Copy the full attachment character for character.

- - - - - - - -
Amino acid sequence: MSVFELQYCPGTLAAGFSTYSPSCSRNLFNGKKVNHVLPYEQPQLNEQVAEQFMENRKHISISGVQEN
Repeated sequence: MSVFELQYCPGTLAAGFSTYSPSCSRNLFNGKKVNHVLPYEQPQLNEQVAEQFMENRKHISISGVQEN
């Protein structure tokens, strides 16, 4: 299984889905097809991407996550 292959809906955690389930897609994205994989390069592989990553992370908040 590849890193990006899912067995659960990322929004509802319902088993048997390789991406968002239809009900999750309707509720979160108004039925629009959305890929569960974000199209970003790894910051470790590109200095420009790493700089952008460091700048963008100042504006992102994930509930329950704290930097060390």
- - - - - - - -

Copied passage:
Amino acid sequence: MSVFELQYCPGTLAAGFSTYSPSCSRNLFNGKKVNHVLPYEQPQLNEQVAEQFMENRKHISISGVQEN
Repeated sequence: MSVFELQYCPGTLAAGFSTYSPSCSRNLFNGKKVNHVLPYEQPQLNEQVAEQFMENRKHISISGVQEN
């Protein structure tokens, strides 16, 4: 299984889905097809991407996550 292959809906955690389930897609994205994989390069592989990553992370908040 590849890193990006899912067995659960990322929004509802319902088993048997390789991406968002239809009900999750309707509720979160108004039925629009959305890929569960974000199209970003790894910051470790590109200095420009790493700089952008460091700048963008100042504006992102994930509930329950704290930097060390």